In the mornings, I picked up a pain traditional or croissants from the boulangerie on the corner. Stencilled on the window was a translation into French of Oscar Wilde's aphorism: "The only way to defeat temptation is to yield to it." Only in Paris, I thought, would the baker quote Wilde.

There were other idiosyncratic establishments that I only noticed because I was ambling sans guide book. Near the butcher's shop that specialised in horsemeat, I happened upon Le Bar Litteraire, La Belle Hortense, in rue Vieille du Temple - a small and charming bookshop that doubled as a bar, with bottles of wines displayed in the window next to rows of books so you can browse glass in hand.

There were also antique shops selling toys from the 1920s alongside pretty vintage bed linen, and on what seemed like every corner, a chocolatier where the macarons and hand-made chocolates were so exquisitely boxed it seemed a crime to eat them. After a short stroll over the Seine to the Left Bank, I chanced upon a shop that sold sculptures of hands,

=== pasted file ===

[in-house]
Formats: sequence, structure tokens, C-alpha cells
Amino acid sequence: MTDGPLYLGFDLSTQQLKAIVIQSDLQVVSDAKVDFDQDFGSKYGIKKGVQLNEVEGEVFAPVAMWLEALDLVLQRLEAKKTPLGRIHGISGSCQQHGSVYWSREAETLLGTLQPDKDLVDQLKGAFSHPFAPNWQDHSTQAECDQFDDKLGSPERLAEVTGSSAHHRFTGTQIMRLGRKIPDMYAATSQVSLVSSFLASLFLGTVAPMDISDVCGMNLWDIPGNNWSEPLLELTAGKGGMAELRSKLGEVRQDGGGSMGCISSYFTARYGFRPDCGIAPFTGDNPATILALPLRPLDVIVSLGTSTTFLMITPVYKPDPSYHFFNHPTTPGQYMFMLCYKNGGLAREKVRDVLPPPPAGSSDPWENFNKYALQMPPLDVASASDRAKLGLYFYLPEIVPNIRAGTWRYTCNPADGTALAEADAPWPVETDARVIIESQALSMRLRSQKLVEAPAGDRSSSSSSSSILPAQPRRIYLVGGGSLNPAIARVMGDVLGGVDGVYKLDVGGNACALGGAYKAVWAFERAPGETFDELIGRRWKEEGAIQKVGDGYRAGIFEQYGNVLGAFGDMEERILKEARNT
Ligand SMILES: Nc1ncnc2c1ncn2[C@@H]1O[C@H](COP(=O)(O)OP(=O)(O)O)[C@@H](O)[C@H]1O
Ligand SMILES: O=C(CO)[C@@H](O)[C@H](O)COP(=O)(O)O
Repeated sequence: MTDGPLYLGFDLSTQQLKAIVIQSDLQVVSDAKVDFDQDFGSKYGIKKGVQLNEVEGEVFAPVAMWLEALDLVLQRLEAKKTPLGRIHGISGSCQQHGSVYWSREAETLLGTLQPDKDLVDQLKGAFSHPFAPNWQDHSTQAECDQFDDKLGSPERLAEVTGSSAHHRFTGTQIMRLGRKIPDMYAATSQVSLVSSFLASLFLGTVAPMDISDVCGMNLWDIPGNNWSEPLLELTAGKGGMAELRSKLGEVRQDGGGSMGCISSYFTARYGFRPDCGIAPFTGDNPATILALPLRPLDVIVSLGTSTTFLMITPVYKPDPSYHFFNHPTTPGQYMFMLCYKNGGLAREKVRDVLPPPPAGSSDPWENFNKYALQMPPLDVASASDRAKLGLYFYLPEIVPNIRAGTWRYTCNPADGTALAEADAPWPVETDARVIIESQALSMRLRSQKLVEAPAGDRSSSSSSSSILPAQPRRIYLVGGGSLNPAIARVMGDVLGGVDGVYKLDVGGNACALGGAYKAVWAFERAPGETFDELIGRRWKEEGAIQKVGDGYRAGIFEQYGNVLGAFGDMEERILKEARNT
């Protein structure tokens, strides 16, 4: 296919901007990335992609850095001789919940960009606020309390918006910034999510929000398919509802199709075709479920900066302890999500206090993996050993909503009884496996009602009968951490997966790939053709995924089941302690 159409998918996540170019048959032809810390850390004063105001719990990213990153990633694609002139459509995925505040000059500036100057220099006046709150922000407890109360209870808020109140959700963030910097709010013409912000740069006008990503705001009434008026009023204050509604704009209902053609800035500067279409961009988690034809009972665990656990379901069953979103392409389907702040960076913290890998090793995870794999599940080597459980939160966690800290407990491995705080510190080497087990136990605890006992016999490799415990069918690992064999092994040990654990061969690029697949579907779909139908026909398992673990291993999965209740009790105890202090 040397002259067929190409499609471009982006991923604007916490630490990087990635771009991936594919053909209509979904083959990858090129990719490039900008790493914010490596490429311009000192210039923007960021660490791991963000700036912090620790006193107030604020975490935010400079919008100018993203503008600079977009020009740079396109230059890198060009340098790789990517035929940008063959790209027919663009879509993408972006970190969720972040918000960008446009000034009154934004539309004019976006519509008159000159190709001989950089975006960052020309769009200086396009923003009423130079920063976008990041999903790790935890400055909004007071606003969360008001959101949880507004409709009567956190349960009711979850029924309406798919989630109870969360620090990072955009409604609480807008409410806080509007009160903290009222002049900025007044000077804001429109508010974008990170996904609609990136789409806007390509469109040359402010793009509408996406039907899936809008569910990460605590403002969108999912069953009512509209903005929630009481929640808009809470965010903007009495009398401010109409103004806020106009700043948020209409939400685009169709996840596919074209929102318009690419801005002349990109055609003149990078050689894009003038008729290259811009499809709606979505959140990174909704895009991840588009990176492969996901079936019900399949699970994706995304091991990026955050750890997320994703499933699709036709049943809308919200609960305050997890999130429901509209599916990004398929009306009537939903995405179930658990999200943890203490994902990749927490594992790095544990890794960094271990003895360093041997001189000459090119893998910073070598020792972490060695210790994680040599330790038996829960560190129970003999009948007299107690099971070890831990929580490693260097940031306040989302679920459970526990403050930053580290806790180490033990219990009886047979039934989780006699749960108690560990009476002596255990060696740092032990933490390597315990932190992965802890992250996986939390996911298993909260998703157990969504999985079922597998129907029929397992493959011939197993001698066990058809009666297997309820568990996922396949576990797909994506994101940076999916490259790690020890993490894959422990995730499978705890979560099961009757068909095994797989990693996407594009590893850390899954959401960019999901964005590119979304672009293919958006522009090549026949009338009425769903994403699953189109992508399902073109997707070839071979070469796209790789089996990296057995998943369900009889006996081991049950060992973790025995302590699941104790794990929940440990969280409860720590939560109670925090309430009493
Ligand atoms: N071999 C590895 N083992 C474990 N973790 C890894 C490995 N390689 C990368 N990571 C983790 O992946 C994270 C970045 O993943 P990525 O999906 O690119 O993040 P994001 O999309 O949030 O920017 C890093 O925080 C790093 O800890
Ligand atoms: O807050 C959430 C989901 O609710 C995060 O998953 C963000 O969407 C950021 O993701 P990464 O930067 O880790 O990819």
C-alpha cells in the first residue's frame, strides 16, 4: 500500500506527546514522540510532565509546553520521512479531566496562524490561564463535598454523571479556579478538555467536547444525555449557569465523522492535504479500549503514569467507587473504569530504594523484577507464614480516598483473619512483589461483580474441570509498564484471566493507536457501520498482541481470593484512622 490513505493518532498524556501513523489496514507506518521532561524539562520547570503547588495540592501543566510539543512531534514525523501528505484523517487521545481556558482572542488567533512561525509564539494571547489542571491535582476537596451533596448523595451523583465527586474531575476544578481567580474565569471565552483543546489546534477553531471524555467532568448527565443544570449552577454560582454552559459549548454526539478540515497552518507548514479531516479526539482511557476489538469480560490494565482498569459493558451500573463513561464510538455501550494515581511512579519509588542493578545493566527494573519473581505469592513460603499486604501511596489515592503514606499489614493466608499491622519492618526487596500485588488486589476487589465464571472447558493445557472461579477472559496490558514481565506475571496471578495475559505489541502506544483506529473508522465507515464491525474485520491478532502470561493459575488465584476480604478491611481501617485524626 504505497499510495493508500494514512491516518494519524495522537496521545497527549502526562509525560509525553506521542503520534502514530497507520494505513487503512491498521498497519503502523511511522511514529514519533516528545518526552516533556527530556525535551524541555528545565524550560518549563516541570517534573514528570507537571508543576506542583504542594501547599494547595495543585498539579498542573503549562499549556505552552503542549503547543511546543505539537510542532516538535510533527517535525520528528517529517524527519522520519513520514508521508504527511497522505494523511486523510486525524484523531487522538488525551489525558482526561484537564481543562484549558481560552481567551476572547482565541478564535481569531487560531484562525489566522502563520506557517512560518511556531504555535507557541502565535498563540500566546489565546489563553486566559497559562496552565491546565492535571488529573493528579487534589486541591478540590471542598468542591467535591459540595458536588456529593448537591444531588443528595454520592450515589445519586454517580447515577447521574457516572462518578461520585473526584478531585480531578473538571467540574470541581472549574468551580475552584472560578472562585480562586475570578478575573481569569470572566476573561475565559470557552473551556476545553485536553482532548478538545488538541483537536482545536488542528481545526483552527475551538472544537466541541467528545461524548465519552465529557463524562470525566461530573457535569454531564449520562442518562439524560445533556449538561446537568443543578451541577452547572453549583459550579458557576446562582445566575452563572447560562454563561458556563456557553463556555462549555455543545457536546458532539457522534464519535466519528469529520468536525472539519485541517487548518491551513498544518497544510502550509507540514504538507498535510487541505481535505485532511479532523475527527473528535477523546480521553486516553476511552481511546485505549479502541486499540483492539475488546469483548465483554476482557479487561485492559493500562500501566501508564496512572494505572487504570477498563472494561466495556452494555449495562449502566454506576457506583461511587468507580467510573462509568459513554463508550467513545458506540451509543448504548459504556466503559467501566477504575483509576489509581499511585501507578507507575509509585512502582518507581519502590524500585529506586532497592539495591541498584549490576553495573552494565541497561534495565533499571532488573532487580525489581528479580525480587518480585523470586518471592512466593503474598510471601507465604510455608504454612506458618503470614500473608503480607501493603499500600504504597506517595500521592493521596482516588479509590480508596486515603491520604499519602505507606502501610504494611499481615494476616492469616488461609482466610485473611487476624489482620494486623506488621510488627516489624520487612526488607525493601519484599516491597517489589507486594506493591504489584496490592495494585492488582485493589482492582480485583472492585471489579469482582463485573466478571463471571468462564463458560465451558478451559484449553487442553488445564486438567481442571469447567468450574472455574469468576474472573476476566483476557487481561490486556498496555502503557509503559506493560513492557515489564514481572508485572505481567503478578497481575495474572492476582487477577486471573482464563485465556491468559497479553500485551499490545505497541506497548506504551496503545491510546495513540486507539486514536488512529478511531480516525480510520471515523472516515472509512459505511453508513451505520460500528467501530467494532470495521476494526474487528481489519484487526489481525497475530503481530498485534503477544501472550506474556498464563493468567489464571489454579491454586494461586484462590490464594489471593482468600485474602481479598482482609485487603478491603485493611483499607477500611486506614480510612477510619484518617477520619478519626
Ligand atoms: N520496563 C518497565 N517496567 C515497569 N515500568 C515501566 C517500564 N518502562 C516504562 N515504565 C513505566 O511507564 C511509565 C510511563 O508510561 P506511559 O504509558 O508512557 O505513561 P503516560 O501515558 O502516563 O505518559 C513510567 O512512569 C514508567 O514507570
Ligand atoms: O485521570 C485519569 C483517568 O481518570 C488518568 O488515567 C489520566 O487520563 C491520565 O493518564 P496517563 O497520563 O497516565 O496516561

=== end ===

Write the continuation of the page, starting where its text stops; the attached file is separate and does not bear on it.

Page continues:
All these are sights I would have missed if I'd been queuing at one of the big art galleries, nose in a map. Much as I hankered after another look at the Impressionists and Post-Impressionist collection at the Musee d'Orsay, I restricted myself instead to smaller museums in what had once been the homes of wealthy Parisians so I could catch a glimpse of what it must have been like to live in the aristocratic "hotels" in Le Marais and in the grands boulevards.

My favourite was the sumptuous Musee Jacquemart Andre in Boulevard Haussman in the 8th arrondissement, built as a party house and art gallery by its wealthy owners. The art collection ranged from Bellini to Watteau but it is the scale of the rooms and their opulence that takes the breath away. For particularly grand parties, one wall of the ballroom was designed to sink into the basement on hydraulics and another wall was on hinges like a stage set.

When it came to eating and drinking, I asked the apartment rental agent, who lived locally, for a recommendation, and he pointed me down a side street to the tiny Chez Janou Bistrot on a corner of rue Roger Verlomme, which smelled headily of the 80 types of Pastis on offer and of the hearty Provencal food on the menu, such as rabbit, guinea fowl and duck. Hung with French posters from the 1920s, it was crowded with young, fashionable Parisians, all dressed in understated neutrals and chattering away like a flock of sparrows.